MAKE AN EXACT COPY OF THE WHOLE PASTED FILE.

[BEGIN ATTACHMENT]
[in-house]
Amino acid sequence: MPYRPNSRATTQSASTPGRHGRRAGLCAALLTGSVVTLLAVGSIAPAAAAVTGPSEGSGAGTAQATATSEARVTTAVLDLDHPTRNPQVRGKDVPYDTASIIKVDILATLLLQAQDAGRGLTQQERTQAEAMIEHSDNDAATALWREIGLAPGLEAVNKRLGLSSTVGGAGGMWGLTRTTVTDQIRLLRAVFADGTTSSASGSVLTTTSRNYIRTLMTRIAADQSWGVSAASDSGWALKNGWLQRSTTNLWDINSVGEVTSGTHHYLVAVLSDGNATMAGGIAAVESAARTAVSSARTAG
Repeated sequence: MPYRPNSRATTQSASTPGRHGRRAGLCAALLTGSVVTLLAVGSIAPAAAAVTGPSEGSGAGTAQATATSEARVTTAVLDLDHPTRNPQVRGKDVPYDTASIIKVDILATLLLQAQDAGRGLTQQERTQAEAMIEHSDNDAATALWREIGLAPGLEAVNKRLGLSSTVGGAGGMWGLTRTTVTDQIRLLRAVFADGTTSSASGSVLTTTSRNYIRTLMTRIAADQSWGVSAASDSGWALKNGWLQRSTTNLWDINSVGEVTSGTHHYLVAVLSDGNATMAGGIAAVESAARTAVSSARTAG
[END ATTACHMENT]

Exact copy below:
[in-house]
Amino acid sequence: MPYRPNSRATTQSASTPGRHGRRAGLCAALLTGSVVTLLAVGSIAPAAAAVTGPSEGSGAGTAQATATSEARVTTAVLDLDHPTRNPQVRGKDVPYDTASIIKVDILATLLLQAQDAGRGLTQQERTQAEAMIEHSDNDAATALWREIGLAPGLEAVNKRLGLSSTVGGAGGMWGLTRTTVTDQIRLLRAVFADGTTSSASGSVLTTTSRNYIRTLMTRIAADQSWGVSAASDSGWALKNGWLQRSTTNLWDINSVGEVTSGTHHYLVAVLSDGNATMAGGIAAVESAARTAVSSARTAG
Repeated sequence: MPYRPNSRATTQSASTPGRHGRRAGLCAALLTGSVVTLLAVGSIAPAAAAVTGPSEGSGAGTAQATATSEARVTTAVLDLDHPTRNPQVRGKDVPYDTASIIKVDILATLLLQAQDAGRGLTQQERTQAEAMIEHSDNDAATALWREIGLAPGLEAVNKRLGLSSTVGGAGGMWGLTRTTVTDQIRLLRAVFADGTTSSASGSVLTTTSRNYIRTLMTRIAADQSWGVSAASDSGWALKNGWLQRSTTNLWDINSVGEVTSGTHHYLVAVLSDGNATMAGGIAAVESAARTAVSSARTAG